Çiftlik #Bank fraud #bigger than first #thought

New court records show that a Ponzi scheme involving a virtual farming simulator and its boyish developer, who is accused of fleeing abroad with millions he defrauded, may be worse than first thought.

A letter by the Istanbul Chief Prosecutor’s Office to other prosecutors’ offices across Turkey for the merger of Çiftlik Bank cases shows that 26-year-old Mehmet Aydın and his accomplices collected TL 1.1 billion ($280 million) from more than 132,000 people in one year. Previously, it was believed that the scheme involved some 77,000 players who invested approximately TL 510 million.

Mehmet Aydın, who became inspired by similar online apps, developed Çiftlik Bank with the promise of turning the real currency players invest in the virtual game to tangible investments. He did just that, unveiling sprawling farms in two cities with much fanfare.

When authorities became suspicious, Çiftlik Bank stopped payments and Aydın disappeared. Some of the executives of his companies and his wife were detained, while Aydın was spotted in Uruguay driving a Ferrari, a fitting image for his rags-to-riches image.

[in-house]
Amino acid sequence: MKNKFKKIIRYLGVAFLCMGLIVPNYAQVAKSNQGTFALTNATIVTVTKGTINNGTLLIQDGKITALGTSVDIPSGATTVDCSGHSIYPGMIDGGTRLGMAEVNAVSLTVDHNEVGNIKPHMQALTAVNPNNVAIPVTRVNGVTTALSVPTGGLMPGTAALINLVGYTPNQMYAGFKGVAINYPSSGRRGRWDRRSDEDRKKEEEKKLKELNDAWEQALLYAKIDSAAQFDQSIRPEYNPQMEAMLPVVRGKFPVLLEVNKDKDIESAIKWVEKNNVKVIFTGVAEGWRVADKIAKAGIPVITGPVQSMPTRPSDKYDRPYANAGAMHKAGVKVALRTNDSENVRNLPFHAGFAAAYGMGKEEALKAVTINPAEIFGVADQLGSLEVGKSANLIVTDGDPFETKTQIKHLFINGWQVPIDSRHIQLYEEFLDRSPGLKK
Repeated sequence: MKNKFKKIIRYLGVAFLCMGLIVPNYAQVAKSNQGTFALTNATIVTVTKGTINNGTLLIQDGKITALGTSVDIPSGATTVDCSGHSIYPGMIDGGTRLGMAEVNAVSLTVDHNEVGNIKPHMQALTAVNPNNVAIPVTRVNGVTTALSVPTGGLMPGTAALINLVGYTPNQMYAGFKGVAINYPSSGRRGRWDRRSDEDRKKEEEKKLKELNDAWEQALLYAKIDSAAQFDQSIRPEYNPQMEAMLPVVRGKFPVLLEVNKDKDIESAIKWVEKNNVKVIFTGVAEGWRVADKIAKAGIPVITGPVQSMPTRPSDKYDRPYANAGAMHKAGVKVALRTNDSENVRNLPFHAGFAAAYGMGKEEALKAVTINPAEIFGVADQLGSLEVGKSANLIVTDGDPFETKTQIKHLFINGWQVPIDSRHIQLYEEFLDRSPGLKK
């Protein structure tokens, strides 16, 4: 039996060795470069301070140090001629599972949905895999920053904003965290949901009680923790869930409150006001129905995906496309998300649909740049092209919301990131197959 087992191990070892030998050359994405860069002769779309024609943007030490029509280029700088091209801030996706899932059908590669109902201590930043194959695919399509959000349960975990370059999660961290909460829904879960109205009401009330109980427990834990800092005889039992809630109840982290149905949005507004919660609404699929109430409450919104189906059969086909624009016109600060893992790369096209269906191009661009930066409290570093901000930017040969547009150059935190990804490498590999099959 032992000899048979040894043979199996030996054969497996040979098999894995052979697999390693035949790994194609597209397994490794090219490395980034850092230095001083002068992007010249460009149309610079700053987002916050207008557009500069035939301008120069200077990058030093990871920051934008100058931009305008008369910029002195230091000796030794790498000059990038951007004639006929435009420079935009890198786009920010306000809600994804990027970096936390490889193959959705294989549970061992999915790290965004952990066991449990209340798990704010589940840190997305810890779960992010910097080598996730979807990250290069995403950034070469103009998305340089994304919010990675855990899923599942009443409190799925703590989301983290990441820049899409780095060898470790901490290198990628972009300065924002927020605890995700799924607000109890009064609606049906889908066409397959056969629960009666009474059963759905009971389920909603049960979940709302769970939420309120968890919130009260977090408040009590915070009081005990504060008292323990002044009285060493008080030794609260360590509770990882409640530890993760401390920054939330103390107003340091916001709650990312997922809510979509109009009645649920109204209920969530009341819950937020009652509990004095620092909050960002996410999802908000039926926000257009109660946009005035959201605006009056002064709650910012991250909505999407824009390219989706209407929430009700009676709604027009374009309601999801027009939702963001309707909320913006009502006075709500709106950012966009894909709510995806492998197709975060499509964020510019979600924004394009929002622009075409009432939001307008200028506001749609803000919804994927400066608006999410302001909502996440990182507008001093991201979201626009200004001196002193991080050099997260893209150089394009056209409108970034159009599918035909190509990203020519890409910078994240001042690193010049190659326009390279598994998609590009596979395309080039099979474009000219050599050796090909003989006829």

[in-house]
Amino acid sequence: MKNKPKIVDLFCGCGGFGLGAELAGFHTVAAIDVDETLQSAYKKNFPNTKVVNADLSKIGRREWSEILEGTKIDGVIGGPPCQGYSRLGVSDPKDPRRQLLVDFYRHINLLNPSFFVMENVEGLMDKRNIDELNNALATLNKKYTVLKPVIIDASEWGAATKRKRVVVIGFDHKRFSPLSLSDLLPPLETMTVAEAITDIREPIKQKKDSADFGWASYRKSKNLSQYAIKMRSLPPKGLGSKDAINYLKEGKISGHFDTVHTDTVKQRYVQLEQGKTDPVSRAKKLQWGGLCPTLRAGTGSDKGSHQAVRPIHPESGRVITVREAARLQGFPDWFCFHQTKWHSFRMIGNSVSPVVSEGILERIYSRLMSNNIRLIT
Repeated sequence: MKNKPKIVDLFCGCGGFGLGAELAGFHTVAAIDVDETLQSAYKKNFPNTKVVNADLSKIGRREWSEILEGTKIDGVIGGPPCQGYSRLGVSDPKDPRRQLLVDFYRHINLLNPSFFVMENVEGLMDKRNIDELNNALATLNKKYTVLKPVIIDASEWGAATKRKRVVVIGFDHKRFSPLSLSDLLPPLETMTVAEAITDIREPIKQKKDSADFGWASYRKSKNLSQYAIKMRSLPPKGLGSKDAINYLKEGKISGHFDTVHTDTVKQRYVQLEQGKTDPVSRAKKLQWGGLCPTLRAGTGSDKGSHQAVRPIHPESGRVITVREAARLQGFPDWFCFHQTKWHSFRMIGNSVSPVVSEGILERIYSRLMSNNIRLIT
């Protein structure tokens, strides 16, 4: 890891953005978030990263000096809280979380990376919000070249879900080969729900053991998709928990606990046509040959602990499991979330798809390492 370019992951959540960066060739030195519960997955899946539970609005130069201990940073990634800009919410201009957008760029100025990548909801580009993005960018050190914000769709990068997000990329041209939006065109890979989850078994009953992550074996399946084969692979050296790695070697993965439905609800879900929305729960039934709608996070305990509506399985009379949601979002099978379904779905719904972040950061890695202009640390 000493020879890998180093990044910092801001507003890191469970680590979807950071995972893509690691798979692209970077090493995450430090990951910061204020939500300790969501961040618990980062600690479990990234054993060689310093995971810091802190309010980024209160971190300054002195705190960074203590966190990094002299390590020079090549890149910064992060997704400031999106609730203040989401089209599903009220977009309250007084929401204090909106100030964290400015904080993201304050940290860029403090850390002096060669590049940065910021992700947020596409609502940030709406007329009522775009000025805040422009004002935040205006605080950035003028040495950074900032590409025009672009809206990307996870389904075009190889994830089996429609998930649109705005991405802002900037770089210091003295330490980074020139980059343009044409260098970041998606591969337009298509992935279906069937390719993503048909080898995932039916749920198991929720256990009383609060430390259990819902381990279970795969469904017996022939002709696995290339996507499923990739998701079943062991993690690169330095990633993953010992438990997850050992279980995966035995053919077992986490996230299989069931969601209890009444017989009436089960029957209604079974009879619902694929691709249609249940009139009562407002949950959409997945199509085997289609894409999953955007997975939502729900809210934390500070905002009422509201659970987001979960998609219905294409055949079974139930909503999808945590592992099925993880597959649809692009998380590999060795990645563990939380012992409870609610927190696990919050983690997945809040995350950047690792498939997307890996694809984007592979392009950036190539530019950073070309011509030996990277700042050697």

His wife, Sıla, and former acquaintances have told the media and investigators that Aydın barely made ends meet washing dishes before he came up with the app. Despite past cases showing such pyramid schemes to be unrealistic generators of revenue for players and in fact amount to fraud, the app attracted many people fascinated with get-rich-quick scheme.

Initial investors were paid back while the rest flocked to the company’s facilities to impound the “real” animals they had invested their money in.

Now, Aydın and other founders of the farming simulation face charges of running a criminal organization, online fraud and money laundering. Assets of three companies linked to Çiftlik Bank were seized and authorities confiscated some TL 3.9 million “obtained through criminal means” according to prosecutors.

According to the Chief Prosecutor’s letter, Çiftlik Bank had 388,099 more players but they abstained from investing real money since the game was launched in 2016 summer. Prosecutors acknowledge that the company paid a total sum of TL 687.8 million in returns to players but it was supposed to pay more than TL 2.9 billion, if “the system worked properly.”

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